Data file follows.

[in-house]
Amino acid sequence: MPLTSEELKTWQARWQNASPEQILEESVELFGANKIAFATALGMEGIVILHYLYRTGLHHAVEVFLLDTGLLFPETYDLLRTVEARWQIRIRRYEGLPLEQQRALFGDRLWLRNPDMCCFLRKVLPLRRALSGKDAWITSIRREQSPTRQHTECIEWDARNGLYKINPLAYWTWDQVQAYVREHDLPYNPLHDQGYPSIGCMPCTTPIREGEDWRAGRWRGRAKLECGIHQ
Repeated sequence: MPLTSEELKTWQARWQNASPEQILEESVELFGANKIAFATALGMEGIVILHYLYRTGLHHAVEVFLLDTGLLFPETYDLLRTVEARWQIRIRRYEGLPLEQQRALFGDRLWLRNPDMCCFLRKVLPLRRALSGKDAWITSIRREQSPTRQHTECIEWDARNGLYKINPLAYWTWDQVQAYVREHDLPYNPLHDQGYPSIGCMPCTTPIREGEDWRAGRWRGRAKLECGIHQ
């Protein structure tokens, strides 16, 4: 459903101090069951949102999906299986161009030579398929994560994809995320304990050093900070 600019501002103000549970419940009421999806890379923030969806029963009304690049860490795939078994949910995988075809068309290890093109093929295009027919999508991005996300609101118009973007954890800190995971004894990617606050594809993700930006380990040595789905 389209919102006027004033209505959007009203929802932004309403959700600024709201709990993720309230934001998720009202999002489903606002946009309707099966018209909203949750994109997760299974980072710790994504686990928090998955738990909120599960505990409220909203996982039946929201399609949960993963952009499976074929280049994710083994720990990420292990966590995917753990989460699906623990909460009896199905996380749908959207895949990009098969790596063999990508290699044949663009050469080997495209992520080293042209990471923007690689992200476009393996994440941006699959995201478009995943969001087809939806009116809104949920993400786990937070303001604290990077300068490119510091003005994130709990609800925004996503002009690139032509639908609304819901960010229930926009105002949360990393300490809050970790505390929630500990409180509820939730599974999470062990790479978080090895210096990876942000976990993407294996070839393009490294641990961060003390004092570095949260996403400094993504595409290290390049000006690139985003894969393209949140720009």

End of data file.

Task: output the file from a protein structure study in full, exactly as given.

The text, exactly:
[in-house]
Amino acid sequence: MPLTSEELKTWQARWQNASPEQILEESVELFGANKIAFATALGMEGIVILHYLYRTGLHHAVEVFLLDTGLLFPETYDLLRTVEARWQIRIRRYEGLPLEQQRALFGDRLWLRNPDMCCFLRKVLPLRRALSGKDAWITSIRREQSPTRQHTECIEWDARNGLYKINPLAYWTWDQVQAYVREHDLPYNPLHDQGYPSIGCMPCTTPIREGEDWRAGRWRGRAKLECGIHQ
Repeated sequence: MPLTSEELKTWQARWQNASPEQILEESVELFGANKIAFATALGMEGIVILHYLYRTGLHHAVEVFLLDTGLLFPETYDLLRTVEARWQIRIRRYEGLPLEQQRALFGDRLWLRNPDMCCFLRKVLPLRRALSGKDAWITSIRREQSPTRQHTECIEWDARNGLYKINPLAYWTWDQVQAYVREHDLPYNPLHDQGYPSIGCMPCTTPIREGEDWRAGRWRGRAKLECGIHQ
């Protein structure tokens, strides 16, 4: 459903101090069951949102999906299986161009030579398929994560994809995320304990050093900070 600019501002103000549970419940009421999806890379923030969806029963009304690049860490795939078994949910995988075809068309290890093109093929295009027919999508991005996300609101118009973007954890800190995971004894990617606050594809993700930006380990040595789905 389209919102006027004033209505959007009203929802932004309403959700600024709201709990993720309230934001998720009202999002489903606002946009309707099966018209909203949750994109997760299974980072710790994504686990928090998955738990909120599960505990409220909203996982039946929201399609949960993963952009499976074929280049994710083994720990990420292990966590995917753990989460699906623990909460009896199905996380749908959207895949990009098969790596063999990508290699044949663009050469080997495209992520080293042209990471923007690689992200476009393996994440941006699959995201478009995943969001087809939806009116809104949920993400786990937070303001604290990077300068490119510091003005994130709990609800925004996503002009690139032509639908609304819901960010229930926009105002949360990393300490809050970790505390929630500990409180509820939730599974999470062990790479978080090895210096990876942000976990993407294996070839393009490294641990961060003390004092570095949260996403400094993504595409290290390049000006690139985003894969393209949140720009």